Realty Income Corporation (NYSE:O) is the largest real estate investment trust, or REIT, specializing in net-leased freestanding retail properties. Simon Property Group (NYSE:SPG) is not only the largest mall REIT, but is the largest REIT of any variety.

Since these two companies are leaders in different types of retail, they are a natural comparison, as they give investors who want to put money into retail real estate two very different strategies to invest in. I last compared the two in February, and since that time, both stocks have dropped considerably -- Realty Income by 7% and Simon Property Group by 14%. With the lower valuations and headwinds facing the brick-and-mortar retail industry, let's take a look to see which is the better buy today.

Retail store front with "closing down" signs in window.

Headwinds in the retail sector have made both of these stocks less expensive. Image source: Getty Images.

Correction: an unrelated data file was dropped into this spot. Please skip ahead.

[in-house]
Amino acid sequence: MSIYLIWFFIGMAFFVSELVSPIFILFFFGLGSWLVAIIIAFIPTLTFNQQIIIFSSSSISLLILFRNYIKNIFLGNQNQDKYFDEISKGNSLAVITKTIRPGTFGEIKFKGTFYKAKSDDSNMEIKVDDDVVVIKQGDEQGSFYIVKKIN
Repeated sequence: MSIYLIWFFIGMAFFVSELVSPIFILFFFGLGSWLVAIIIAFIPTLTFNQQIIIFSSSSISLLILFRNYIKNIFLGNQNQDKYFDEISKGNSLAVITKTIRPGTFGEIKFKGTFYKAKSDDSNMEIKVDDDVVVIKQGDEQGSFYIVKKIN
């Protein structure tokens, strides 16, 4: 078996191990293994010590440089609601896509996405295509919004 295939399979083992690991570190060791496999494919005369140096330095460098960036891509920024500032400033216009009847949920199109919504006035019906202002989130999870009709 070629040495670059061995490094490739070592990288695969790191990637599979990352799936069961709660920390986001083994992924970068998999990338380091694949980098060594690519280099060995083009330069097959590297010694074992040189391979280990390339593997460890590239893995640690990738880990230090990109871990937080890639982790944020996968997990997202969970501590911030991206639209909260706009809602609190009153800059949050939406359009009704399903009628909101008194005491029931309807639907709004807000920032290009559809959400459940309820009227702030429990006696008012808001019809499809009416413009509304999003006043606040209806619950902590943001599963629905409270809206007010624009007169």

Realty Income and Simon Property Group: The 30-second versions

Realty Income primarily invests in single-tenant, freestanding retail properties, which make up about 80% of the company's portfolio by income. The other 20% is primarily composed of industrial and office properties, and the company owns more than 5,000 properties in all, located in 49 states and Puerto Rico.

All of Realty Income's properties are leased to tenants on a long-term, net-lease basis. This arrangement has long initial lease terms (typically 15 years or more) with annual rent increases built in, and tenants are responsible for expenses such as property taxes, insurance, and certain maintenance costs.

Simon Property Group, on the other hand, invests in mall properties, including those under its "Premium Outlets" and "The Mills" brand names. The largest REIT in the market, Simon owns or has an interest in approximately 230 properties with about 190 million square feet of space. Unlike many mall operators, Simon has an excellent track record of treating its tenants as partners, and continually reinvesting in its properties to make sure they keep up with the latest consumer trends. In fact, Simon currently has redevelopment and expansion projects underway at 25 of its properties.